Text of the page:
With the release of the sci-fi blockbuster Terminator Salvation looming, the inevitable first and early reviews for the movie have been made available. And the words are not as positive as you might be hoping or thinking.

There aren’t enough reviews to even call this even a handful, but the three that there are, from Variety, The Hollywood Reporter and a college website – “One of these things is not like the others…” – join together for an overall verdict of “mixed.” Variety and College Times are quite positive (with reservations), but THR is… well, let’s just say less positive about it. Check out some excerpts from the trio of reviews:

Variety

Darker, grimmer and more stylistically single-minded than its two relatively giddy predecessors, “Terminator Salvation” boasts the kind of singular vision that distinguished the James Cameron original, the full-throttle kinetics of “Speed” and an old-fashioned regard for human (and humanoid) heroics. Only pic’s relentlessly doomsday tone — accessorized by helmer McG’s grimy, gun-metal palette — might keep auds from flocking like lemmings to the apocalypse.

McG… exhibits an unexpected flair for the dreadful, abrupt and awesome. What we get here — which was perhaps missing on the relatively sunny mental landscapes of “Terminator 2: Judgment Day” and “Terminator 3: Rise of the Machines” — is a sense of real horror: When humans are snatched up like Cheez-Doodles by skyscraper-sized Go-bots, there’s no slo-mo relief or stalling. Stuff happens as it might were the world actually overtaken by demonic appliances.

Christian Bale… is, once again, a movie star playing second fiddle. Heath Ledger stole “The Dark Knight” away from him and Sam Worthington (who will appear in Cameron’s “Avatar” this Christmas) heists “Terminator Salvation” from Bale…

McG’s direction is always intelligent… The script by John Brancato and Michael Ferris occasionally goes off the rails… the obligatory borrowing from the previous movies (“Come with me if you want to live,” “I’ll be back …”) tend to upset the mood created within McG’s bleached-out world, which is very deliberate and doesn’t need the comic relief.

The Hollywood Reporter

The machines rise to the occasion. Too bad the dramatic element’s just as robotic.

…while incoming director McG (the “Charlie’s Angels” movies) certainly gets a rise out of the machinery in the post-apocalyptic thriller, there’s little sign of life where the flatly executed human component is concerned.

Although director McG manages to keep the machinery humming 18 years after James Cameron’s “Judgment Day” and its liquid metal raised the F/X stakes considerably, anchoring it in any sort of satisfying dramatic context is another story.

“Rise of the Machine” scripters John Brancato & Michael Ferris fail to give Bale and Worthington much opportunity to stand out from all the monochromatic rubble…

But at the end of the day, despite the still-potent landscape provided by cinematographer Shane Hurlbut, production designer Martin Laing and visual effects supervisor Charles Gibson — the film is dedicated to the late Stan Winston, who designed the first T-800 — and that rumbling, propulsive Danny Elfman score, an inescapable truth remains: It’s just not the same without the Governator.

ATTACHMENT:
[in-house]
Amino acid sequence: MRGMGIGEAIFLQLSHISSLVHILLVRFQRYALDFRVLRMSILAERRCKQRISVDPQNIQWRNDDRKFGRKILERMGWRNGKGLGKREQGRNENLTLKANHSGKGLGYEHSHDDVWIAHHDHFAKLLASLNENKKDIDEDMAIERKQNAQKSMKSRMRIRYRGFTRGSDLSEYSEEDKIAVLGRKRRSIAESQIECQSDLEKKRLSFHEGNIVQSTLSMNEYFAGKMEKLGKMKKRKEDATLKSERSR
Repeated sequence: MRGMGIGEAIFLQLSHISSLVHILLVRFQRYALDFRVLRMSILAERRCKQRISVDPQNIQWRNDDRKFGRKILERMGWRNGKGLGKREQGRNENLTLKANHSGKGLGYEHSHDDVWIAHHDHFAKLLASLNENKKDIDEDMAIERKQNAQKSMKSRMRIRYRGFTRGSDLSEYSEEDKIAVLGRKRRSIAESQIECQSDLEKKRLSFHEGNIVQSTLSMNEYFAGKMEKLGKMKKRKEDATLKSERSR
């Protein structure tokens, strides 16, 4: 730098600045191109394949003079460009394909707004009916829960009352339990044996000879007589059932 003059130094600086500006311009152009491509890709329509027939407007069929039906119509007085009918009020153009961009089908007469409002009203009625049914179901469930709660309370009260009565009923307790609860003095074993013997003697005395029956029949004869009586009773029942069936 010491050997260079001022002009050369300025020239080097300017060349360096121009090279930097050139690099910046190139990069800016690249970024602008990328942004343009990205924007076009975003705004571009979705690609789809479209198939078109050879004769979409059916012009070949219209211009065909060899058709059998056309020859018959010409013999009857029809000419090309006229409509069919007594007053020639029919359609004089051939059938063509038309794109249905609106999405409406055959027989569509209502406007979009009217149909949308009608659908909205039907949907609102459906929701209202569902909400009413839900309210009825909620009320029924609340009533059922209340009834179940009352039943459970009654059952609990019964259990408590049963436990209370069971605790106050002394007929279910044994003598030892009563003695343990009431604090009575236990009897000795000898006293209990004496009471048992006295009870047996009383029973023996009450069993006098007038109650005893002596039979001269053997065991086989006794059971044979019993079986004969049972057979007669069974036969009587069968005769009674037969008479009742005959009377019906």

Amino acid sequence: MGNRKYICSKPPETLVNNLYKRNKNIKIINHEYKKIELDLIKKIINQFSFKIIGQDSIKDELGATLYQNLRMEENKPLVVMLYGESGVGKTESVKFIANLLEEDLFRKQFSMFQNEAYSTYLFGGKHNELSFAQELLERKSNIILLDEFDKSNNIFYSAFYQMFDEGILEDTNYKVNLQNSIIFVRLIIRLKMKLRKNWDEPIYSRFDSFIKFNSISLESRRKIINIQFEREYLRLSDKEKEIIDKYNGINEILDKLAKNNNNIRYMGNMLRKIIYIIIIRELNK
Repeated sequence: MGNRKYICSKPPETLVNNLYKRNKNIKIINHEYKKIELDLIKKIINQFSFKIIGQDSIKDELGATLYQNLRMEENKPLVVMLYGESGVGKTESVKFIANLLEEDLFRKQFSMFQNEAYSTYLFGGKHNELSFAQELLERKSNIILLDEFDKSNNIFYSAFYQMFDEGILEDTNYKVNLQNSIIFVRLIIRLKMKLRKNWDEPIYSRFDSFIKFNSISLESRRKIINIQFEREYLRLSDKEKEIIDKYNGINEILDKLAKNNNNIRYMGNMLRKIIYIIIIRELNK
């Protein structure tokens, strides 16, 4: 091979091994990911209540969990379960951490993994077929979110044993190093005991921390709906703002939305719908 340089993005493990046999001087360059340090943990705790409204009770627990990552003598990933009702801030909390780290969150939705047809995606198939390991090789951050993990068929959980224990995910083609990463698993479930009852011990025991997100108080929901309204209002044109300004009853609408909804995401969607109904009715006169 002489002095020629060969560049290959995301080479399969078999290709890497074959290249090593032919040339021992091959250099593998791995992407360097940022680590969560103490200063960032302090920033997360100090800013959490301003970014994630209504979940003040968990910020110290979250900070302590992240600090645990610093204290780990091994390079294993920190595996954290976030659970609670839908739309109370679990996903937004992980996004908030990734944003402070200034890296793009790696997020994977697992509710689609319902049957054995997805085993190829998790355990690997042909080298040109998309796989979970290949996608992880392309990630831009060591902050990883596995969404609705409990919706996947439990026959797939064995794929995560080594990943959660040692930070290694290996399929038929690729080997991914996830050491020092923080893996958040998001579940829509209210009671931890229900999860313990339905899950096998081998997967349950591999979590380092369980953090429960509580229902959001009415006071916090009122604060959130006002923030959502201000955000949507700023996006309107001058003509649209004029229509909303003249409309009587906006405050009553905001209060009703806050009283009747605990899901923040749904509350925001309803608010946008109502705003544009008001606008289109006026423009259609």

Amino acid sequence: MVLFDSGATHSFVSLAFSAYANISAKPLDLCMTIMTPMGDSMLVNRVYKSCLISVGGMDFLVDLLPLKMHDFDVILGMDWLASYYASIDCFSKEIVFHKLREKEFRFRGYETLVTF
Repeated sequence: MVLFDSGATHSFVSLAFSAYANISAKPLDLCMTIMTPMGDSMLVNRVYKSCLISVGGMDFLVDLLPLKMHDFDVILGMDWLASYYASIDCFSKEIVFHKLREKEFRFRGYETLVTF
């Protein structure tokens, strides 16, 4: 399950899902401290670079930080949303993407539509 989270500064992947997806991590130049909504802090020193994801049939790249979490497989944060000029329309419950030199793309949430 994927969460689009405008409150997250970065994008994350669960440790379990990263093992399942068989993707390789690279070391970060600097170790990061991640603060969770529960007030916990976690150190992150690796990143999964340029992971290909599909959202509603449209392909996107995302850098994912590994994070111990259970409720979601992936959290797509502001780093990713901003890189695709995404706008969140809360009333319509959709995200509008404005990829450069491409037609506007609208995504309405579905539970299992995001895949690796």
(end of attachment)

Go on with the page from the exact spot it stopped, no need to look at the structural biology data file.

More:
College Times

Does the series still fare well even with the time change and nearly complete cast makeover? What may come as a surprise to many is yes, Terminator: Salvation is still a good entry and a marked improvement over its third predecessor that may not exactly set the sci-fi genre ablaze with its effects or plot line but progresses the saga in an interesting direction with good action to boot.

Perhaps the biggest mistakes that McG’s entry makes is based more on lack of innovation and ambition. Terminator: Salvation is definitely big and spectacular as an action sci-fi movie, yet it lacks the punch and complete terror that came with the first two entries.

Terminator: Salvation has a lot of great action sequences that effectively ramp up in the amount of effects and fights seen on screen. Tensions run high when a massive robot starts to take human prisoners or through a one-on-one showdown between human versus robot. It is non-stop and gritty…

All in all, neither action nor Terminator fans should be displeased with McG’s work. Anyone expecting a genre-defining, science fiction film as explosive as the first two Terminators, though, are going in with too high of expectations.

Although these are only three of the hundreds of reviews that will eventually be published about the new Terminator, it’s still a bit on the disappointing side to see so many weaknesses pointed out. Obviously since it’s the guy who gave us the Charlie’s Angels movies who’s bringing us this film, it’s not going to be one of the all-time classics (like the first two in the series are). But from the trailers it really does look like one amazing movie.

That’s skilled trailer editors, for ya’…

I expect the movie to fall somewhere in between the level of Terminator 2 and a silly, over-the-top throwaway movie. At the very least it will be an entertaining movie, especially if you just treat it as what it essentially is – a summer blockbuster.

If you want to read the full reviews highlighted in this post, you can head over to Variety, THR and College Times.

What do you make of the mixed nature of the first reviews for Terminator Salvation? Is it what you expected from the movie?

Terminator Salvation is scheduled to open this Thursday in the US, and on June 3rd in the UK.

Sources: Variety, THR and College Times